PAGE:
Terrorism Threats Defense Attorneys in Los Angeles
Most people think of “terrorist threats” as threatening to unleash a toxic substance in a public place, calling in a bomb threat, or similar actions. However, under California Penal Code Section 422, the term has a much broader meaning. The statute defines terrorist or criminal threats as willfully threatening to commit a crime that will result in death or great bodily injury to another person, with the specific intent of intimidating, frightening, or causing public panic. If this occurs, a criminal threat has been committed, even if there was no intention of actually carrying out the threatened actions.
Under the statute, criminal threats can be verbal, in writing, or via an electronic communication device, such as a cell phone or a computer. A threat made by any means qualifies as a criminal threat if the statement “…on its face and under the circumstances in which it is made, is so unequivocal, unconditional, immediate, and specific as to convey to the person threatened, a gravity of purpose and an immediate prospect of execution of the threat, and thereby causes that person reasonably to be in sustained fear for his or her own safety or for his or her immediate family’s safety….”
Under California’s broader statutory definition, a terrorist or criminal threat could be made against a single individual known to the person making the threat, or against an organization, ethnic, or other group. Examples of criminal threats under state law include:
- Calling in a bomb threat to a school or post office
- Stalking and leaving threatening phone messages for an ex-lover
- Threatening to hurt an ex-spouse’s new significant other
- Sending a threatening e-mail to an abortion clinic or a church
- Terrorizing neighbors based on race, nationality, or sexual preference
- Terrorizing a family for political or religious reasons
- Threatening to kill someone in public or in private
Terrorist threats are taken seriously under state law. To achieve a conviction for the charge, the prosecution must show that the alleged threat meets the following conditions:
- The defendant willfully threatened to kill or unlawfully inflict great bodily harm on another person.
- The defendant made this threat with the specific intent that it be taken as a threat.
- The threat made was so unequivocal (leaving no doubt), unconditional, immediate, and specific that it conveyed a gravity of purpose and the immediate prospect of execution.
- The threat caused sustained fear (fear lasting for a period of time beyond momentary, fleeting, or transitory) in the person who received it.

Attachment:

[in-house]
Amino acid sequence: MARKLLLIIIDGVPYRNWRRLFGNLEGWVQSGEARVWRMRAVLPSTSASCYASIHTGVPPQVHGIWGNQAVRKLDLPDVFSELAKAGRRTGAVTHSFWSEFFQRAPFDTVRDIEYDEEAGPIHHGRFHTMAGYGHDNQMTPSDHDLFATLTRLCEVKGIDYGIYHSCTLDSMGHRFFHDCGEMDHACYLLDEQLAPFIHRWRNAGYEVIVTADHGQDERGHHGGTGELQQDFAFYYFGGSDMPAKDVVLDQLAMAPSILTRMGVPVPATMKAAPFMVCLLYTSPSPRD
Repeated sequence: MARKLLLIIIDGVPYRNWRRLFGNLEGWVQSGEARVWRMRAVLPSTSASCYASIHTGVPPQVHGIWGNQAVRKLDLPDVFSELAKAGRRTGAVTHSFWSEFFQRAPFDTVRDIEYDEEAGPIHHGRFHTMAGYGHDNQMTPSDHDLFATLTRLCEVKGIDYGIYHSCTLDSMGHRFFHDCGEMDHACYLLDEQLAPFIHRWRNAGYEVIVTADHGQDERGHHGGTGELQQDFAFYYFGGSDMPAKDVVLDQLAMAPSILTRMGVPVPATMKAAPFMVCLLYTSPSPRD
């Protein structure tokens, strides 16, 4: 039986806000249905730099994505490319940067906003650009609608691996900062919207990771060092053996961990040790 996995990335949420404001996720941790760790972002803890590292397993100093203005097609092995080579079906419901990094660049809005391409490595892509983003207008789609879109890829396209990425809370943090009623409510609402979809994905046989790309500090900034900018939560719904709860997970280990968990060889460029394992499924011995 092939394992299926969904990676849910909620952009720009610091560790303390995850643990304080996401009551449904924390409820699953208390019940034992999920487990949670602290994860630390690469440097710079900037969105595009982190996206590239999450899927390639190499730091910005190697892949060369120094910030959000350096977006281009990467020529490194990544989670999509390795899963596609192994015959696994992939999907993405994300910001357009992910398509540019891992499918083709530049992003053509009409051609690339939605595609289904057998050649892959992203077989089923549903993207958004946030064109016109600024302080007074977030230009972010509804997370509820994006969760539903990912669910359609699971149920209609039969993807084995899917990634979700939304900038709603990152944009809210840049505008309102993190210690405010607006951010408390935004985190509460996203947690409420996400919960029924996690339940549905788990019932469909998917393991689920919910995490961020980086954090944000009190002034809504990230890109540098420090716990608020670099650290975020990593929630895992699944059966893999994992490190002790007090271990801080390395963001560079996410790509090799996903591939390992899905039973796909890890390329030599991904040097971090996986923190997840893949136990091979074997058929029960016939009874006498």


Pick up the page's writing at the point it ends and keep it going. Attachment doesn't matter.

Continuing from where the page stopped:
- The sustained fear experienced by the person who received the threat was reasonable.
The crime of criminal threat can be charged as a misdemeanor or a felony, depending on the seriousness of the threat, and the discretion of the prosecutor. The severity of penalties will vary accordingly.
- Misdemeanor criminal threat: The court may impose probation, with or without jail time, fines, community service, physical labor, counseling, restitution, and orders to stay away from the victim.
- Felony criminal threat: When a threat is charged as a felony, it can carry penalties of up to three years in state prison. A conviction also counts as a strike under the state’s Three Strikes Law, under which defendants face life in prison for a third felony conviction.
A conviction can have serious, lifelong consequences. Our experienced Los Angeles violent crime defense attorneys can provide aggressive advocacy for you. We will immediately challenge the charges, conduct an extensive investigation, interview law enforcement and witnesses, and present evidence against the individuals making the accusation. We will raise every applicable defense, including insufficient evidence, mistaken identity, and your basic right to freedom of speech. Call Werksman Jackson & Quinn LLP at (213) 688-0460 for effective and dedicated representation.
Recent Case Results
- Complete Dismissal of Molestation Charges
Attorney Mark Werksman’s 29 year old client was falsely accused of molesting two neighborhood children and was subsequently charged with felony child molestation, with a significant prison sentence hanging over his head should he be convicted. Instead, at the preliminary hearing Werksman was able to convince the court to grant his client a complete dismissal of any charges.
- Decision Set Aside
Client, a college student in a faulty Title IX case, was awarded $130,000 in attorney fees.
- Probation with No Jail Time for Drug Money Laundering Charge
Wilmington man accused in New York federal court of laundering drug money through the sale of laptop computers. Mark was able to get the case transferred to federal court in Los Angeles, where he convinced the United States Attorney to reduce the charges. His client was sentenced to probation with no jail time on a misdemeanor conviction.